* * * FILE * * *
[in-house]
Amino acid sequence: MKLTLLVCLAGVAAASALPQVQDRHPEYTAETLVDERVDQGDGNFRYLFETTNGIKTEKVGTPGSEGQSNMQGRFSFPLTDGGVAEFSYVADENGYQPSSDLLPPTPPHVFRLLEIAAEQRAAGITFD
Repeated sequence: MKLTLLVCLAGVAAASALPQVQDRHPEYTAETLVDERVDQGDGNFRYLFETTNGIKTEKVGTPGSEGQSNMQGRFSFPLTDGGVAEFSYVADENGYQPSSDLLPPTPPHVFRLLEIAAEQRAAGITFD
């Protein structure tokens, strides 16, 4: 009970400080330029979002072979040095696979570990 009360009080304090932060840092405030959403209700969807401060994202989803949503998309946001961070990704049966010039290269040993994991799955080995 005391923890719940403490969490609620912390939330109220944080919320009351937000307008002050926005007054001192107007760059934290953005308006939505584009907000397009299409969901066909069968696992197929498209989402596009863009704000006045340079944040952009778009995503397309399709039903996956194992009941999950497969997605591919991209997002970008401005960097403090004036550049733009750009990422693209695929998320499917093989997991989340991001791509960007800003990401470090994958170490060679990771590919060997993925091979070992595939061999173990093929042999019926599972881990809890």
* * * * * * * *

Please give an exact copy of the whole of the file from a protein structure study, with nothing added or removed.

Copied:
[in-house]
Amino acid sequence: MKLTLLVCLAGVAAASALPQVQDRHPEYTAETLVDERVDQGDGNFRYLFETTNGIKTEKVGTPGSEGQSNMQGRFSFPLTDGGVAEFSYVADENGYQPSSDLLPPTPPHVFRLLEIAAEQRAAGITFD
Repeated sequence: MKLTLLVCLAGVAAASALPQVQDRHPEYTAETLVDERVDQGDGNFRYLFETTNGIKTEKVGTPGSEGQSNMQGRFSFPLTDGGVAEFSYVADENGYQPSSDLLPPTPPHVFRLLEIAAEQRAAGITFD
């Protein structure tokens, strides 16, 4: 009970400080330029979002072979040095696979570990 009360009080304090932060840092405030959403209700969807401060994202989803949503998309946001961070990704049966010039290269040993994991799955080995 005391923890719940403490969490609620912390939330109220944080919320009351937000307008002050926005007054001192107007760059934290953005308006939505584009907000397009299409969901066909069968696992197929498209989402596009863009704000006045340079944040952009778009995503397309399709039903996956194992009941999950497969997605591919991209997002970008401005960097403090004036550049733009750009990422693209695929998320499917093989997991989340991001791509960007800003990401470090994958170490060679990771590919060997993925091979070992595939061999173990093929042999019926599972881990809890």